We chiropractors are on the brink of a new era. We have evolved into a highly educated, evidence-based health care profession on the leading edge of spinal care. Tony Rosner, PhD, formerly Director of Research at FCER, spoke of this proof in 2003 concerning the evolution of the research supporting chiropractic care in his testimony before The Institute of Medicine: Committee on Use of CAM by the American Public:
“Today, we can argue that chiropractic care, at least for back pain, appears to have vaulted from last to first place as a treatment option.”
If the AMA faces the challenge to admit its discriminatory policy toward chiropractors, we chiropractors face a similar challenge to overcome our own stumbling blocks—our unscientific image and clinical exaggerations due to our vitalistic philosophy.
George Lundberg, MD, Medscape Editor in Chief, editor-in-chief of JAMA from 1982 to 1999, offered a challenge to our profession that needs to be accepted by the ACA:
“If some influential individual or group in chiropractic would follow your thesis, and would loudly and openly embrace EBM, let the chips fall where they may, and, if I may push further, openly repudiate the ‘vertebral subluxation and resulting nerve pressure is the root of all diseases’ (presumably the Palmer belief structure), then I and many other physicians could openly and without fear and derision look at what 2005 EBM chiropractors actually do and go forward together.” (Private communication, Nov. 2, 2005)
Methinks Dr. Lundberg’s challenge mirrors the same trepidations of the AMA’s HOD.
I’m certain we can admit that some of our woes were brought on by our own, not just by political medicine. Just as the AMA’s slate is not clean, nor is ours. If we challenge the AMA to look at itself, shouldn’t we do the same?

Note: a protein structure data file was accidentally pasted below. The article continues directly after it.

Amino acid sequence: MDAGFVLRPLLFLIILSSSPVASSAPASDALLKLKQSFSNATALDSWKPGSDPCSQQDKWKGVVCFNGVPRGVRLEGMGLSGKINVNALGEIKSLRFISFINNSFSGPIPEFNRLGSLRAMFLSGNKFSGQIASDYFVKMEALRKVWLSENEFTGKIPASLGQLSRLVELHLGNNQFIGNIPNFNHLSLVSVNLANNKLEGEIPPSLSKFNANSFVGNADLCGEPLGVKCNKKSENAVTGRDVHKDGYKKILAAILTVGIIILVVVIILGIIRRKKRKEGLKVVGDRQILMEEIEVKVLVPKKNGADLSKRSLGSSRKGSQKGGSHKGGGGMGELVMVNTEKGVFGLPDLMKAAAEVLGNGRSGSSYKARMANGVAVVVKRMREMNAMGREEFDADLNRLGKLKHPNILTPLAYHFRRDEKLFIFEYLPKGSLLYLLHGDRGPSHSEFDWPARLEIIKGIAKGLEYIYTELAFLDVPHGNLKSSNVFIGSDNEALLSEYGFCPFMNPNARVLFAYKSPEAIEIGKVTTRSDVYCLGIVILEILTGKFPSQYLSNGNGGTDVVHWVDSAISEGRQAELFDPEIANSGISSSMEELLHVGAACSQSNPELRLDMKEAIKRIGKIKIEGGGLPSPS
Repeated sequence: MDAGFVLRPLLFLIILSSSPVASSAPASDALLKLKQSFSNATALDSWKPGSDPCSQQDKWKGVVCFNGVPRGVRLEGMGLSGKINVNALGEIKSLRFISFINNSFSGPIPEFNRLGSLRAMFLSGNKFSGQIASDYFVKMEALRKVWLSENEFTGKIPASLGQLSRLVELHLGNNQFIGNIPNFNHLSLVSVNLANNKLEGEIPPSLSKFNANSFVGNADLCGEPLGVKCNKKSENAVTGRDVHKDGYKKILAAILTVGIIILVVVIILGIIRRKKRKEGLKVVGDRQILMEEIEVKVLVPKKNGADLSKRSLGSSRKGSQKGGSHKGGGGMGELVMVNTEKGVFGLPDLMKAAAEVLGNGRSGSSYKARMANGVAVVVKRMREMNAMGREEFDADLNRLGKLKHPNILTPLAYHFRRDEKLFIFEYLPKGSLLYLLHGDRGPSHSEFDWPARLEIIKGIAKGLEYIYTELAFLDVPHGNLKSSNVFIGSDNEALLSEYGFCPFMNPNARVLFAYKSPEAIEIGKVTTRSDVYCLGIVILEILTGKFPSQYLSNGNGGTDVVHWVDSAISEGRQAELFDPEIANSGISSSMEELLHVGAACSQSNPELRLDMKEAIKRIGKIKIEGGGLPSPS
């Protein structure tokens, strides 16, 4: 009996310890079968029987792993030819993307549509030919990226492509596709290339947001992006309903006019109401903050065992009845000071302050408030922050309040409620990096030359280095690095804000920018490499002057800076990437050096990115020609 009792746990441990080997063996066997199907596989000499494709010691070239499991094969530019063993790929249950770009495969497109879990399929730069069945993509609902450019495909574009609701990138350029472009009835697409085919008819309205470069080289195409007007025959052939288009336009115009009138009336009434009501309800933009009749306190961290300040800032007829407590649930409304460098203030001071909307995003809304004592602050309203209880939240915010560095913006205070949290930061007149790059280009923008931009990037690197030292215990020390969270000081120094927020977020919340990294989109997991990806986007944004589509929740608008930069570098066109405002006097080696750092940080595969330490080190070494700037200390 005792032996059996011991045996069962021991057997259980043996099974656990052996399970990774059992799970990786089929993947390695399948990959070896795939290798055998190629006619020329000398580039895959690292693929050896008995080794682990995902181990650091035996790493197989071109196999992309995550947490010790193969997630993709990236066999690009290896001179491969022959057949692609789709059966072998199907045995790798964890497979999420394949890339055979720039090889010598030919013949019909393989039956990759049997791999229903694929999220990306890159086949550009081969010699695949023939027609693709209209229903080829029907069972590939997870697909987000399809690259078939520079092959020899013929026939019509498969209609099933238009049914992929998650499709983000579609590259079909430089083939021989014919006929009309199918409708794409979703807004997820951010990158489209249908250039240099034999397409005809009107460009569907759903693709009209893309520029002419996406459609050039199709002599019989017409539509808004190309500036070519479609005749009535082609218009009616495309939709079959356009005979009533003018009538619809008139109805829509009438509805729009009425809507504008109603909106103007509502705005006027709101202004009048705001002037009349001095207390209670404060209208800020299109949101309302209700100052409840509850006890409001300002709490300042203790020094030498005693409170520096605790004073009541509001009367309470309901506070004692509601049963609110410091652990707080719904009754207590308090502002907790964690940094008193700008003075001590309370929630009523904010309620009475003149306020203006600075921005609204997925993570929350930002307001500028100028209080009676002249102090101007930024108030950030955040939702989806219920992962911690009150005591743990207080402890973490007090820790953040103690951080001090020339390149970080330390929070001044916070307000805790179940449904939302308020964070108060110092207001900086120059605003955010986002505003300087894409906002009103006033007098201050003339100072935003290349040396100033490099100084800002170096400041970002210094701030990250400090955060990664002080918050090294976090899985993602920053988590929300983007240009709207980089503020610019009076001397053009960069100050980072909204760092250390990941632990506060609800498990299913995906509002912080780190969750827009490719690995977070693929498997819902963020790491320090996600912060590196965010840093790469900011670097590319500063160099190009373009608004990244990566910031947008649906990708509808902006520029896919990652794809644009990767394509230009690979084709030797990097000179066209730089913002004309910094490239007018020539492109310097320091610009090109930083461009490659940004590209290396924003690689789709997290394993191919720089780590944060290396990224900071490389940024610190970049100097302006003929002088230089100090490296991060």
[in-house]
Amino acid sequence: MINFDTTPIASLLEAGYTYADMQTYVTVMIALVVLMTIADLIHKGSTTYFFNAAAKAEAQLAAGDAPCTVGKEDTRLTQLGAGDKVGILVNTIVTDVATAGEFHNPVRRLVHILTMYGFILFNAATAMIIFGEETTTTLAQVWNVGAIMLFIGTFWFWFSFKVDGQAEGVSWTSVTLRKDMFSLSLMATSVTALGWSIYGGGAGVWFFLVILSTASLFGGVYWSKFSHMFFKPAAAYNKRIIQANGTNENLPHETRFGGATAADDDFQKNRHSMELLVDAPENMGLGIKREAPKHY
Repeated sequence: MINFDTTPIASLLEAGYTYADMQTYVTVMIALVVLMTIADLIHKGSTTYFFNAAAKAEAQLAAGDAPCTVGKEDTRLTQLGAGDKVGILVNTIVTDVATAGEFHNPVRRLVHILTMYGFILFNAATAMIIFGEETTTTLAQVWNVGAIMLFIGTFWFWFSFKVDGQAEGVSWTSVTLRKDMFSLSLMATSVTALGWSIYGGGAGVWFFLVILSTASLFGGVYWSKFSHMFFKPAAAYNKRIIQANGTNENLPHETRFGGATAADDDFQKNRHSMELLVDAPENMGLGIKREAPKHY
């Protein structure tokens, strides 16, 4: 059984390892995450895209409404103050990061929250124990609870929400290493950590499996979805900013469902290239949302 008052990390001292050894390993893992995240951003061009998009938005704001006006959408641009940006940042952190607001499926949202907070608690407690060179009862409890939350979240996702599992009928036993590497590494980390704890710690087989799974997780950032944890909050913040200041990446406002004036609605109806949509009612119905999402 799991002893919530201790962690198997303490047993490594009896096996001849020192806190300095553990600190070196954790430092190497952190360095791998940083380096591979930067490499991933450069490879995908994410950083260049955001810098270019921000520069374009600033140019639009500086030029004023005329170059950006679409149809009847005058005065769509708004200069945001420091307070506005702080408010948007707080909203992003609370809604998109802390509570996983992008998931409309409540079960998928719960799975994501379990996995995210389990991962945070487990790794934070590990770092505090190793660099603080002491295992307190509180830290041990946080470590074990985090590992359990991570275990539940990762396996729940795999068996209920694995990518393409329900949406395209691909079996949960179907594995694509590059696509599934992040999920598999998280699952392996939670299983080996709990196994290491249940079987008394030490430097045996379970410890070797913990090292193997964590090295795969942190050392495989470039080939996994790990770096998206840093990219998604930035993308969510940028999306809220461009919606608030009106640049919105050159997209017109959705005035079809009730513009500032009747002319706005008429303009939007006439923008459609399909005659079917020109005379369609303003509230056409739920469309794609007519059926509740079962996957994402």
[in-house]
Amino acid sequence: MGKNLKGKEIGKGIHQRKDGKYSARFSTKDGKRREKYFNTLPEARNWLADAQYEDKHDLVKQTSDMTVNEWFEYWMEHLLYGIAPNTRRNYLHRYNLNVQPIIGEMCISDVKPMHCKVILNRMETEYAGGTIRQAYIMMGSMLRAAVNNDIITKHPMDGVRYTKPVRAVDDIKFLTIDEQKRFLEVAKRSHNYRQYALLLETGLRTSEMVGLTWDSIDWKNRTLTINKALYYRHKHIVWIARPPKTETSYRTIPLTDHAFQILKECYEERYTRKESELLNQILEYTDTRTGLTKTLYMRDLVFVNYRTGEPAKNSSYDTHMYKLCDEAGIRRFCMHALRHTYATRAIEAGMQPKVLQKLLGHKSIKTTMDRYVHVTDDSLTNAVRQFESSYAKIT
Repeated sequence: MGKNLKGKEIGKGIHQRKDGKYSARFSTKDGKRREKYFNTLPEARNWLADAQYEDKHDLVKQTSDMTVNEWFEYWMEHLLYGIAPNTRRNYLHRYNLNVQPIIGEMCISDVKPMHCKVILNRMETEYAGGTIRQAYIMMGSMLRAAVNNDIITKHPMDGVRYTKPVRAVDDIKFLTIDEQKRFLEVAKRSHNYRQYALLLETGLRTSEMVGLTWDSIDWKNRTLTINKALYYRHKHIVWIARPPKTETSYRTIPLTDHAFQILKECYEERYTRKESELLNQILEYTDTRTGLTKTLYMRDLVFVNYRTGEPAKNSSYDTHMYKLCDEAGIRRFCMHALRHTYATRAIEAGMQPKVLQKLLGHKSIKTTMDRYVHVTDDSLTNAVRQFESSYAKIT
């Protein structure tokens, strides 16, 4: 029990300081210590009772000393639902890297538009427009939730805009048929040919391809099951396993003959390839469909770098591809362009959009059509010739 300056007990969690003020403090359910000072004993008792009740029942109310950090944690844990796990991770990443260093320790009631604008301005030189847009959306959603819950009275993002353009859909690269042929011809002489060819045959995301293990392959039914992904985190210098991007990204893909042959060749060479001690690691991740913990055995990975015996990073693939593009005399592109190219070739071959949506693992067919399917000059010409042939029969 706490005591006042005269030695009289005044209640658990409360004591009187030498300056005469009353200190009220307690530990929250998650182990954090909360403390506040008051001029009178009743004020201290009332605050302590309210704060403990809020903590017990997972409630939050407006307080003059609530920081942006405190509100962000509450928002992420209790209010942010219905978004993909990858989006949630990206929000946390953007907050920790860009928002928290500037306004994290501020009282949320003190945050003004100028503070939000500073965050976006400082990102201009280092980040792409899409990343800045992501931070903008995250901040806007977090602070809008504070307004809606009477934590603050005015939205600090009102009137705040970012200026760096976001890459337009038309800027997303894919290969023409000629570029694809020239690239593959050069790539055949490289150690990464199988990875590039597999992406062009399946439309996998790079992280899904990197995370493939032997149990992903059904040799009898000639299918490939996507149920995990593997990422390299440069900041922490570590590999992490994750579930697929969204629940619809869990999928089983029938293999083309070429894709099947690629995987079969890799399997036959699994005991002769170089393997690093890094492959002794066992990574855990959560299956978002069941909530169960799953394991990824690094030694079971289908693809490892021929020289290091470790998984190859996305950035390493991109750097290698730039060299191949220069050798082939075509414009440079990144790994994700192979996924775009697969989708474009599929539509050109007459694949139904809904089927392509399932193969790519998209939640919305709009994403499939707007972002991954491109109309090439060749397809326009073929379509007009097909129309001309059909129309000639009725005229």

Let’s be very clear: we are not our grandfathers’ chiropractic, so let’s not act like it. Let’s not feel compelled to defend our past mistakes. Rather than acting as quacks with unfounded, exaggerated claims and cultists who refuse to work with our medical counterparts because of “philosophical” differences, we can show the public that we are among the best qualified doctors to treat this epidemic of back pain.
Indeed, are we ready to accept his challenge? Can we let the chips fall where they may and put the chirovangelism aside and stand on our clinical success and research studies with our brand of non-drug and non-surgical care for neuromusculoskeletal problems?
Or will we steadfastly stand by a Big Idea that has never been proven—the cure-all that has made skeptics of many of our own colleagues? Just as the Communists lived and died by a failed ideology, are we willing to fall on our sword?
Let us approach the end of the Medical Cold War with a give-and-take attitude that may lead to a peaceful coexistence for the first time in our history. For the sake of our suffering patients, it’s time for both the medical and chiropractic professions to beat their swords into plowshares.